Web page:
i am really at a loss for words about the events in connecticut. i feel a little bit about it like i did about 9/11 - i didn't know anyone involved, so it didn't really affect me directly, but yet, i feel somehow personally wounded by it anyway. so senseless. so violent. so incomprehensible. and i suppose we'll never know what possessed that young man to do it. and writing it off to madness somehow negates it, so i hesitate to even think that.
but i think the most disappointing thing has been the idiocy of the gun-happy people - some of whom are sadly, close to my own family. an inflammatory conversation on facebook has me fuming. how on earth can someone who is a teacher herself defend guns and make the most absurd arguments (aren't teachers taught basic rhetoric) in the hours immediately following the events? the timing of the ridiculous arguments, while the details were still fuzzy, chilled me to the bone. interesting that the person in question never dares in person to broach such subjects, but chooses the passive aggressive forum that is facebook to do so. but that's no doubt the stuff of a different post.
the fact is that this introverted, socially-awkward kid did what he did because legally-obtained guns were at hand in his home (why on earth an elementary school teacher had need for multiple semi-automatic weapons is another mystery). if he'd had to go out and try to obtain them illegally, he wouldn't have known where to begin. this happened because he had access to guns.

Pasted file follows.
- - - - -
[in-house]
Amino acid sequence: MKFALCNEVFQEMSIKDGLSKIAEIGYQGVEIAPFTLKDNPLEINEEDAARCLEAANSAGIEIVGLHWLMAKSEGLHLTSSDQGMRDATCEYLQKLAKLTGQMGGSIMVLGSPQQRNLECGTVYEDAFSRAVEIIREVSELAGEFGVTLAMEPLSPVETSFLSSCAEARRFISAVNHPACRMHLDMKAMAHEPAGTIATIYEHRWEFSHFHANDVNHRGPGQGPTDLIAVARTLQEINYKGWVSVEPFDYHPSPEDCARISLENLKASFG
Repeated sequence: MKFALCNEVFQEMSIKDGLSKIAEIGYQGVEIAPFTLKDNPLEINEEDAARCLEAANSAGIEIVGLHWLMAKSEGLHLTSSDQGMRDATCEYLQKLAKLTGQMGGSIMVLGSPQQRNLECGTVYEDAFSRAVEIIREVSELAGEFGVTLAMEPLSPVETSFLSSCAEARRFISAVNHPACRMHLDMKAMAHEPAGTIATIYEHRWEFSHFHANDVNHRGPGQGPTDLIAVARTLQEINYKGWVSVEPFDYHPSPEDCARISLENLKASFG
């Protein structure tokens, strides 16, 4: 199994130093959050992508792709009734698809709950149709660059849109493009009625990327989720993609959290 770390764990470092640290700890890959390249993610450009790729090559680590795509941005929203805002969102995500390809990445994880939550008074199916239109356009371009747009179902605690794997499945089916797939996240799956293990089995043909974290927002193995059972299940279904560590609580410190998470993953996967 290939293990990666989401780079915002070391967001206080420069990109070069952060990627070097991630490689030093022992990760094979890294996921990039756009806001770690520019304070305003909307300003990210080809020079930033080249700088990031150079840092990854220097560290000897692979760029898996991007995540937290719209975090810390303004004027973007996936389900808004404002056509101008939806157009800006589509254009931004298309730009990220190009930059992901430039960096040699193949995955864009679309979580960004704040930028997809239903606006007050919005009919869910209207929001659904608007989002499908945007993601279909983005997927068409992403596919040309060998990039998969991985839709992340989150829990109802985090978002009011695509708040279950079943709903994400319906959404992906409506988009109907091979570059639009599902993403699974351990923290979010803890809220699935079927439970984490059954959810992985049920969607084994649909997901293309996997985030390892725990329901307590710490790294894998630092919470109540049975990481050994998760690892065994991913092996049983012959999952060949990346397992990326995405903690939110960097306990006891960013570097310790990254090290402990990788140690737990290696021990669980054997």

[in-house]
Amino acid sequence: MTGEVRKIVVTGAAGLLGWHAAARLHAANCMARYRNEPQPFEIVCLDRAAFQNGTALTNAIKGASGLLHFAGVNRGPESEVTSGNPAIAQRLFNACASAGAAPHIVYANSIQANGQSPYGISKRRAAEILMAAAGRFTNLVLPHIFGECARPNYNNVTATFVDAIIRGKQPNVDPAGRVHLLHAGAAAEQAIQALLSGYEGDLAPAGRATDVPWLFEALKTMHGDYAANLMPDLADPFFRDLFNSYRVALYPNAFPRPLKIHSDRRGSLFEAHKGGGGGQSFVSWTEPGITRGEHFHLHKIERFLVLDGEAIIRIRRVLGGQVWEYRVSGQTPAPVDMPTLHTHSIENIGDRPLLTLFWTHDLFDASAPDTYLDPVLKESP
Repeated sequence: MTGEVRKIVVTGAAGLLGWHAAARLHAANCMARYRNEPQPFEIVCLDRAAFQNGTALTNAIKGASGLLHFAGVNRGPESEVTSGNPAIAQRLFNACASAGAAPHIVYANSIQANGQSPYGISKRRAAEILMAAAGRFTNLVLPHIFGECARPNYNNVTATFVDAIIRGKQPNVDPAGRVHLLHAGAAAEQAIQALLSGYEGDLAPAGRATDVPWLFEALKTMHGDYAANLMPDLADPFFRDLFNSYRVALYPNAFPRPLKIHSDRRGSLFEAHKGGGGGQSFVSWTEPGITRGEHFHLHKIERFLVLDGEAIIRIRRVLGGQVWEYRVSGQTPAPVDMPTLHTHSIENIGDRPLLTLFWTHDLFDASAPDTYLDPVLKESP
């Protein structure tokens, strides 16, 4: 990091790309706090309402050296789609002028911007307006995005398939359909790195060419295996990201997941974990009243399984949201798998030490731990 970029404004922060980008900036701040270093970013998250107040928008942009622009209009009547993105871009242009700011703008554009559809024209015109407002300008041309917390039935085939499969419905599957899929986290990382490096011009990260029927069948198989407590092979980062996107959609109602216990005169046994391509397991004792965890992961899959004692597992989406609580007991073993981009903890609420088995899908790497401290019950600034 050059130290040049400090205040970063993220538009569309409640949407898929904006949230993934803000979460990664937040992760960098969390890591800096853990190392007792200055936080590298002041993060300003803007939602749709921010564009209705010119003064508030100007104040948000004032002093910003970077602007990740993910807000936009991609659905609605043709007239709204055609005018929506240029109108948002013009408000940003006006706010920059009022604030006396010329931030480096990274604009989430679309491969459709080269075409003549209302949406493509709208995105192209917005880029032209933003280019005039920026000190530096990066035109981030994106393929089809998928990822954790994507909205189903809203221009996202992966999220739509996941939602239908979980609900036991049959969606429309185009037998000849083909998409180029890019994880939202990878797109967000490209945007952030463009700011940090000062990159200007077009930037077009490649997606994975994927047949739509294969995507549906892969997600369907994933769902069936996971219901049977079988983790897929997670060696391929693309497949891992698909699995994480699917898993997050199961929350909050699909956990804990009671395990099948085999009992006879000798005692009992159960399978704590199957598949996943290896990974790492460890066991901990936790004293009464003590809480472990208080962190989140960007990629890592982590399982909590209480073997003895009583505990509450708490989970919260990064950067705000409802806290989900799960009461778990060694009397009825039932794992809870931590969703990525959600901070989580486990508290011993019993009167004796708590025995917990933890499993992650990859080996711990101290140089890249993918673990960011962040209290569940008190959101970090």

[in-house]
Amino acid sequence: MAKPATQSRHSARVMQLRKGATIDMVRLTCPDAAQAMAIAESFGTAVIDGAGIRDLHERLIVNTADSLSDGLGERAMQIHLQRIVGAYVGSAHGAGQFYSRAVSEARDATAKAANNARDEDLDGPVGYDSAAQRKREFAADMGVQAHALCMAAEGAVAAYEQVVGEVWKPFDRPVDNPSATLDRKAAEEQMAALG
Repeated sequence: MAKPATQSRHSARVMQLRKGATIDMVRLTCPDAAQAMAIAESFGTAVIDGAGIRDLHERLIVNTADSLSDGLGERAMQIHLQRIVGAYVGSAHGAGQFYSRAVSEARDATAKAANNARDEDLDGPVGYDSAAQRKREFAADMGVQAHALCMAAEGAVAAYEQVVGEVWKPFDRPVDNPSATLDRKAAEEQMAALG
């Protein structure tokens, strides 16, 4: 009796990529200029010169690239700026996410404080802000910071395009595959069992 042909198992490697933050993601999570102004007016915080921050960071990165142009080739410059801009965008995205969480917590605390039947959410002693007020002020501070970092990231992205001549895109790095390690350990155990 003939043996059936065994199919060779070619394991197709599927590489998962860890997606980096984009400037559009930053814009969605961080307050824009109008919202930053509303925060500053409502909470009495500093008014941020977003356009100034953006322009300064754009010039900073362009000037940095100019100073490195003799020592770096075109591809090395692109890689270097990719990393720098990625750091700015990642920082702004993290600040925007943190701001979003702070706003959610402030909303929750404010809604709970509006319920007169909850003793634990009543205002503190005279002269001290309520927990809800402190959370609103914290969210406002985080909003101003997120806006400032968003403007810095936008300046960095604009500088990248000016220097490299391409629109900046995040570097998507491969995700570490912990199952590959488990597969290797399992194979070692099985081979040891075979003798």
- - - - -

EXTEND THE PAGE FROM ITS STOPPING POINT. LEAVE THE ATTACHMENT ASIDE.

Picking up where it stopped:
i feel for all those families, devastated right before christmas. but if anything good can come of it (and it seems an awful lot like there's nothing good in it at all), we can hope that something will be done with the gun laws in the US. there are entirely too many stories like this one, whether on a campus, in a school or in a movie theatre. apparently americans are not to be trusted with guns. and this is surely not what they meant with the second amendment.